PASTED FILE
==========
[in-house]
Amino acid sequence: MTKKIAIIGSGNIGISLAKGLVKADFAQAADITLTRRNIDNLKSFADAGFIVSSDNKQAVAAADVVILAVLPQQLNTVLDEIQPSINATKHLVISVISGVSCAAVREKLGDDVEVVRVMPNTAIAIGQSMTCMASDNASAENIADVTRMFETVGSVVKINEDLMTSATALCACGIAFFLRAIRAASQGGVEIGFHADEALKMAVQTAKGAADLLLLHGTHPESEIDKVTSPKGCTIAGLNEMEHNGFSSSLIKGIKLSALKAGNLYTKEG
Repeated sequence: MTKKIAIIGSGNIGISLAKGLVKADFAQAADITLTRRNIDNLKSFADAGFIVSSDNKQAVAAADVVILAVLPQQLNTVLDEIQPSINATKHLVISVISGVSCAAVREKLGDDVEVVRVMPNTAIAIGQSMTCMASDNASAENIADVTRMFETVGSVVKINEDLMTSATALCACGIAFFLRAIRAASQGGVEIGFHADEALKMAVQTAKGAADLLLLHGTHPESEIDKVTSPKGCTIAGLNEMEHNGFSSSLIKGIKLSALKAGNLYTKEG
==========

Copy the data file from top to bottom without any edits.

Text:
[in-house]
Amino acid sequence: MTKKIAIIGSGNIGISLAKGLVKADFAQAADITLTRRNIDNLKSFADAGFIVSSDNKQAVAAADVVILAVLPQQLNTVLDEIQPSINATKHLVISVISGVSCAAVREKLGDDVEVVRVMPNTAIAIGQSMTCMASDNASAENIADVTRMFETVGSVVKINEDLMTSATALCACGIAFFLRAIRAASQGGVEIGFHADEALKMAVQTAKGAADLLLLHGTHPESEIDKVTSPKGCTIAGLNEMEHNGFSSSLIKGIKLSALKAGNLYTKEG
Repeated sequence: MTKKIAIIGSGNIGISLAKGLVKADFAQAADITLTRRNIDNLKSFADAGFIVSSDNKQAVAAADVVILAVLPQQLNTVLDEIQPSINATKHLVISVISGVSCAAVREKLGDDVEVVRVMPNTAIAIGQSMTCMASDNASAENIADVTRMFETVGSVVKINEDLMTSATALCACGIAFFLRAIRAASQGGVEIGFHADEALKMAVQTAKGAADLLLLHGTHPESEIDKVTSPKGCTIAGLNEMEHNGFSSSLIKGIKLSALKAGNLYTKEG